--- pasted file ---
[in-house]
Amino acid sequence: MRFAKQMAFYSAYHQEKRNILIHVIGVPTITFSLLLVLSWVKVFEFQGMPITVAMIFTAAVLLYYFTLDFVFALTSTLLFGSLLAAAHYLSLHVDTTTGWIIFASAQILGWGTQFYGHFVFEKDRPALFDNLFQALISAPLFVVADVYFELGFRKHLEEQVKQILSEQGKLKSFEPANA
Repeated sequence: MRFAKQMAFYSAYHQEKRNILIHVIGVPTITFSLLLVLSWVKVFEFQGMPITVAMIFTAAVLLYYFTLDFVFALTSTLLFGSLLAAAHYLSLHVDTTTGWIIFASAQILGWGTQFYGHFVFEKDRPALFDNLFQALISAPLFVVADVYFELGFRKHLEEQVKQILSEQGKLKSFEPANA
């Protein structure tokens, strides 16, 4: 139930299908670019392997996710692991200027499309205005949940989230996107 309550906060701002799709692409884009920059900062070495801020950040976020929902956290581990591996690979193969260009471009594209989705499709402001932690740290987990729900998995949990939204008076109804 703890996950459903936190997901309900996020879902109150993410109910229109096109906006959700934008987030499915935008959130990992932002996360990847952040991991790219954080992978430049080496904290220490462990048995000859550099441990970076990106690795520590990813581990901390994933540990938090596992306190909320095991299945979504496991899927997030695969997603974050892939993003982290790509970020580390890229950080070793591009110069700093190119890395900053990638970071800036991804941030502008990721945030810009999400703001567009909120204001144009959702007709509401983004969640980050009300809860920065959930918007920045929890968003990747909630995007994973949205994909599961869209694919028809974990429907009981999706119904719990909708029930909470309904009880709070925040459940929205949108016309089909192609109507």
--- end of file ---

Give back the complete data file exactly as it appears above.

[in-house]
Amino acid sequence: MRFAKQMAFYSAYHQEKRNILIHVIGVPTITFSLLLVLSWVKVFEFQGMPITVAMIFTAAVLLYYFTLDFVFALTSTLLFGSLLAAAHYLSLHVDTTTGWIIFASAQILGWGTQFYGHFVFEKDRPALFDNLFQALISAPLFVVADVYFELGFRKHLEEQVKQILSEQGKLKSFEPANA
Repeated sequence: MRFAKQMAFYSAYHQEKRNILIHVIGVPTITFSLLLVLSWVKVFEFQGMPITVAMIFTAAVLLYYFTLDFVFALTSTLLFGSLLAAAHYLSLHVDTTTGWIIFASAQILGWGTQFYGHFVFEKDRPALFDNLFQALISAPLFVVADVYFELGFRKHLEEQVKQILSEQGKLKSFEPANA
């Protein structure tokens, strides 16, 4: 139930299908670019392997996710692991200027499309205005949940989230996107 309550906060701002799709692409884009920059900062070495801020950040976020929902956290581990591996690979193969260009471009594209989705499709402001932690740290987990729900998995949990939204008076109804 703890996950459903936190997901309900996020879902109150993410109910229109096109906006959700934008987030499915935008959130990992932002996360990847952040991991790219954080992978430049080496904290220490462990048995000859550099441990970076990106690795520590990813581990901390994933540990938090596992306190909320095991299945979504496991899927997030695969997603974050892939993003982290790509970020580390890229950080070793591009110069700093190119890395900053990638970071800036991804941030502008990721945030810009999400703001567009909120204001144009959702007709509401983004969640980050009300809860920065959930918007920045929890968003990747909630995007994973949205994909599961869209694919028809974990429907009981999706119904719990909708029930909470309904009880709070925040459940929205949108016309089909192609109507």